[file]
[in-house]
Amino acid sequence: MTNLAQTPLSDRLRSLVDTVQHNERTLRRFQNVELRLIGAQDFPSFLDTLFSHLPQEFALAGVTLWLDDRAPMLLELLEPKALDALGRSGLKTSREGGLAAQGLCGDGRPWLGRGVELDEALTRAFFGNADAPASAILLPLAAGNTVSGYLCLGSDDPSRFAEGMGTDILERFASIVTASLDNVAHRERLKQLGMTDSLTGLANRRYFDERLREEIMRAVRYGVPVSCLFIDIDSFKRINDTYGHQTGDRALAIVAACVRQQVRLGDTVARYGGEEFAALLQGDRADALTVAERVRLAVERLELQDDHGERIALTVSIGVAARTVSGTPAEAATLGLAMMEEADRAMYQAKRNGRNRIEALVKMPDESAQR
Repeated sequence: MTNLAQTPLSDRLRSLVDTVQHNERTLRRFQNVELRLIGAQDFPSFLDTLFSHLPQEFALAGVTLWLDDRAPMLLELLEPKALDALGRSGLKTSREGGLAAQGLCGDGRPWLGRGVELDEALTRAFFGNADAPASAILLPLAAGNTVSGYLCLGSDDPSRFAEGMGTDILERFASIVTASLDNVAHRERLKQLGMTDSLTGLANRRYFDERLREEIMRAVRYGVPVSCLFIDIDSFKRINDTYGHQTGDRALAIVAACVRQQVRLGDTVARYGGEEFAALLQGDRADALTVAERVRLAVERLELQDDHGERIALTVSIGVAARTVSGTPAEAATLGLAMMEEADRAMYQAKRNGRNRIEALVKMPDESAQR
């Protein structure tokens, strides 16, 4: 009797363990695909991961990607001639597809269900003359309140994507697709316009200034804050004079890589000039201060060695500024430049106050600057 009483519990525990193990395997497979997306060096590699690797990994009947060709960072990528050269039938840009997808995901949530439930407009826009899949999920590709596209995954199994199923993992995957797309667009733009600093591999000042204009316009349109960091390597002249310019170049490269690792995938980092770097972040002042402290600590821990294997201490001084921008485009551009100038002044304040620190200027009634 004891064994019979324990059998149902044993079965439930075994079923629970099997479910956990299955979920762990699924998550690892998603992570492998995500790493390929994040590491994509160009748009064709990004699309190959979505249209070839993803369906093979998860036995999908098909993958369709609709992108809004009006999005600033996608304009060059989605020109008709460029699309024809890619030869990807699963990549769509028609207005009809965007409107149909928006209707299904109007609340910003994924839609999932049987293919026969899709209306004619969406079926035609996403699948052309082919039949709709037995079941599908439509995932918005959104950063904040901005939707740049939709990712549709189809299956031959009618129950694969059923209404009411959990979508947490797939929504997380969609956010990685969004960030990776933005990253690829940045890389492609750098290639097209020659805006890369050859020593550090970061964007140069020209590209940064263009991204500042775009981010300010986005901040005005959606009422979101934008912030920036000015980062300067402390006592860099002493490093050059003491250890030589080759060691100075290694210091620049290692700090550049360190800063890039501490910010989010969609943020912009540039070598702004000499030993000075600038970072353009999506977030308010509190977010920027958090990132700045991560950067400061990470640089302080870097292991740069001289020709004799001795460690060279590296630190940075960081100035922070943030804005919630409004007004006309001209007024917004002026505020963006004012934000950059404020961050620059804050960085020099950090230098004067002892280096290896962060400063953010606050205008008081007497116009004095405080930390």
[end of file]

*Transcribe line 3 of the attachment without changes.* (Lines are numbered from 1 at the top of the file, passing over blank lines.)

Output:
Repeated sequence: MTNLAQTPLSDRLRSLVDTVQHNERTLRRFQNVELRLIGAQDFPSFLDTLFSHLPQEFALAGVTLWLDDRAPMLLELLEPKALDALGRSGLKTSREGGLAAQGLCGDGRPWLGRGVELDEALTRAFFGNADAPASAILLPLAAGNTVSGYLCLGSDDPSRFAEGMGTDILERFASIVTASLDNVAHRERLKQLGMTDSLTGLANRRYFDERLREEIMRAVRYGVPVSCLFIDIDSFKRINDTYGHQTGDRALAIVAACVRQQVRLGDTVARYGGEEFAALLQGDRADALTVAERVRLAVERLELQDDHGERIALTVSIGVAARTVSGTPAEAATLGLAMMEEADRAMYQAKRNGRNRIEALVKMPDESAQR